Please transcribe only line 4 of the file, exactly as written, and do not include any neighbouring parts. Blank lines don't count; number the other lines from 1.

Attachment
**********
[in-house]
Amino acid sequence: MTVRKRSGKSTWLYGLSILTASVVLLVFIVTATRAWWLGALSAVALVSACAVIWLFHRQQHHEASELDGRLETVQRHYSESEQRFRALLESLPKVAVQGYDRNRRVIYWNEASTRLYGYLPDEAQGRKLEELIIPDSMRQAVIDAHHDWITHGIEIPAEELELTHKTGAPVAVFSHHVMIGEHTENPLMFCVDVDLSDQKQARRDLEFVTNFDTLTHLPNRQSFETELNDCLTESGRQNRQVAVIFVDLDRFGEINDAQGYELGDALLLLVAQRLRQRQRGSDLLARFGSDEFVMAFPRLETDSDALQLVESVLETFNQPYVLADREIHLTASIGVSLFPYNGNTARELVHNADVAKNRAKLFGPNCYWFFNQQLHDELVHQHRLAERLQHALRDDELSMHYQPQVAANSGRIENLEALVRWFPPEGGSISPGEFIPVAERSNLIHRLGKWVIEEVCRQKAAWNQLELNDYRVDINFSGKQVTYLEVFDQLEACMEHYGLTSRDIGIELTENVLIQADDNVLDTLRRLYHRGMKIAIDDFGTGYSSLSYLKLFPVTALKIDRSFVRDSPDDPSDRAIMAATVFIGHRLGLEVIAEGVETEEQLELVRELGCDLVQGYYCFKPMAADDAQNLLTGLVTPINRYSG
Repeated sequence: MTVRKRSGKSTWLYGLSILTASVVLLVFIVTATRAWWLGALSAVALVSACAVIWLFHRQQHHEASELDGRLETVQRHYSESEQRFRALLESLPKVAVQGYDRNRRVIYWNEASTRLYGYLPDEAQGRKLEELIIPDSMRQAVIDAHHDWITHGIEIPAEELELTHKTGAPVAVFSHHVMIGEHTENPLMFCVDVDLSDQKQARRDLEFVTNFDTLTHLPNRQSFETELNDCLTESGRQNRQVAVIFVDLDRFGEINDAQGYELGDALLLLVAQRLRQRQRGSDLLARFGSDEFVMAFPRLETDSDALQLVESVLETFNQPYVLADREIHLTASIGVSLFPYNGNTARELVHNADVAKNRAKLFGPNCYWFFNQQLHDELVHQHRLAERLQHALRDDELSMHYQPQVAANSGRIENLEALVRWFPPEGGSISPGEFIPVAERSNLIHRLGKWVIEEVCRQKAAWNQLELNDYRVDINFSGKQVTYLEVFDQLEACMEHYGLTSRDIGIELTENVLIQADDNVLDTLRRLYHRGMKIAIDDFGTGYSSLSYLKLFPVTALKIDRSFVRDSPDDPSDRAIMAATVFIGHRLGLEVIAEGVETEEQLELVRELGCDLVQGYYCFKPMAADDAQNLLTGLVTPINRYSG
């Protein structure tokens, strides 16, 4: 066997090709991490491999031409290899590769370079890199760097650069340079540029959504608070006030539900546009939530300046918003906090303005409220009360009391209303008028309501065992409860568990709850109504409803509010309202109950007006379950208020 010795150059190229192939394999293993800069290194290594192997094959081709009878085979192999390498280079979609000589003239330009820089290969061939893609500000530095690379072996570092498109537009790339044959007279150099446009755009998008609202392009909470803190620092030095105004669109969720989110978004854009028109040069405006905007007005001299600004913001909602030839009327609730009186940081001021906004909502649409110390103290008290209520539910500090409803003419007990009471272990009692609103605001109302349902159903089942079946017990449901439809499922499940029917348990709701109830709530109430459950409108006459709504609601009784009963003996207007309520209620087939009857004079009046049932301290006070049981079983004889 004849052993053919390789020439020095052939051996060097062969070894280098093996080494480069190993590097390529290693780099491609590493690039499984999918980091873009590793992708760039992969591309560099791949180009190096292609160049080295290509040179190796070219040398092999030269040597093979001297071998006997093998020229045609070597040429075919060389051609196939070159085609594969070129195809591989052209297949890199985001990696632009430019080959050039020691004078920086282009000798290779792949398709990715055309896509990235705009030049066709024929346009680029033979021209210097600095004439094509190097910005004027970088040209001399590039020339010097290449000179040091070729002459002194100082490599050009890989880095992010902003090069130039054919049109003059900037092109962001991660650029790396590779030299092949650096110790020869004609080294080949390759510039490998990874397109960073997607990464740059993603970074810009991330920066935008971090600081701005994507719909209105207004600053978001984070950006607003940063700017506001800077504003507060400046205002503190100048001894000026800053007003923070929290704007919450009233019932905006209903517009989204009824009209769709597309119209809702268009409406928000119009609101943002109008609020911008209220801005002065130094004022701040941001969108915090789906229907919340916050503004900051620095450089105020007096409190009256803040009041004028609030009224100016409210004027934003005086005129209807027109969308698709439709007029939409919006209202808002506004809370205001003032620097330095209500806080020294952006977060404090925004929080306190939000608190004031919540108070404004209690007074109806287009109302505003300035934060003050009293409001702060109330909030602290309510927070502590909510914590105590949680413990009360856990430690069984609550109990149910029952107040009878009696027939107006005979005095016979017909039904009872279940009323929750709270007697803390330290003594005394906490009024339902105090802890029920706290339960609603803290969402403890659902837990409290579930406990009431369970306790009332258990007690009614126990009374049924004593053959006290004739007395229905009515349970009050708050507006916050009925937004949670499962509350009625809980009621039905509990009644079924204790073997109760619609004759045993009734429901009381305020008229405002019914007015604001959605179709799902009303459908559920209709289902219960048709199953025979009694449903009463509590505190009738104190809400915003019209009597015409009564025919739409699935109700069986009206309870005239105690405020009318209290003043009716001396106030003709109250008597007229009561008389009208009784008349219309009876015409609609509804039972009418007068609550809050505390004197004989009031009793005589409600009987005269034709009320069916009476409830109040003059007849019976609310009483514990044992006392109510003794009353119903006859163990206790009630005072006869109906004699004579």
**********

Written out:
């Protein structure tokens, strides 16, 4: 066997090709991490491999031409290899590769370079890199760097650069340079540029959504608070006030539900546009939530300046918003906090303005409220009360009391209303008028309501065992409860568990709850109504409803509010309202109950007006379950208020 010795150059190229192939394999293993800069290194290594192997094959081709009878085979192999390498280079979609000589003239330009820089290969061939893609500000530095690379072996570092498109537009790339044959007279150099446009755009998008609202392009909470803190620092030095105004669109969720989110978004854009028109040069405006905007007005001299600004913001909602030839009327609730009186940081001021906004909502649409110390103290008290209520539910500090409803003419007990009471272990009692609103605001109302349902159903089942079946017990449901439809499922499940029917348990709701109830709530109430459950409108006459709504609601009784009963003996207007309520209620087939009857004079009046049932301290006070049981079983004889 004849052993053919390789020439020095052939051996060097062969070894280098093996080494480069190993590097390529290693780099491609590493690039499984999918980091873009590793992708760039992969591309560099791949180009190096292609160049080295290509040179190796070219040398092999030269040597093979001297071998006997093998020229045609070597040429075919060389051609196939070159085609594969070129195809591989052209297949890199985001990696632009430019080959050039020691004078920086282009000798290779792949398709990715055309896509990235705009030049066709024929346009680029033979021209210097600095004439094509190097910005004027970088040209001399590039020339010097290449000179040091070729002459002194100082490599050009890989880095992010902003090069130039054919049109003059900037092109962001991660650029790396590779030299092949650096110790020869004609080294080949390759510039490998990874397109960073997607990464740059993603970074810009991330920066935008971090600081701005994507719909209105207004600053978001984070950006607003940063700017506001800077504003507060400046205002503190100048001894000026800053007003923070929290704007919450009233019932905006209903517009989204009824009209769709597309119209809702268009409406928000119009609101943002109008609020911008209220801005002065130094004022701040941001969108915090789906229907919340916050503004900051620095450089105020007096409190009256803040009041004028609030009224100016409210004027934003005086005129209807027109969308698709439709007029939409919006209202808002506004809370205001003032620097330095209500806080020294952006977060404090925004929080306190939000608190004031919540108070404004209690007074109806287009109302505003300035934060003050009293409001702060109330909030602290309510927070502590909510914590105590949680413990009360856990430690069984609550109990149910029952107040009878009696027939107006005979005095016979017909039904009872279940009323929750709270007697803390330290003594005394906490009024339902105090802890029920706290339960609603803290969402403890659902837990409290579930406990009431369970306790009332258990007690009614126990009374049924004593053959006290004739007395229905009515349970009050708050507006916050009925937004949670499962509350009625809980009621039905509990009644079924204790073997109760619609004759045993009734429901009381305020008229405002019914007015604001959605179709799902009303459908559920209709289902219960048709199953025979009694449903009463509590505190009738104190809400915003019209009597015409009564025919739409699935109700069986009206309870005239105690405020009318209290003043009716001396106030003709109250008597007229009561008389009208009784008349219309009876015409609609509804039972009418007068609550809050505390004197004989009031009793005589409600009987005269034709009320069916009476409830109040003059007849019976609310009483514990044992006392109510003794009353119903006859163990206790009630005072006869109906004699004579």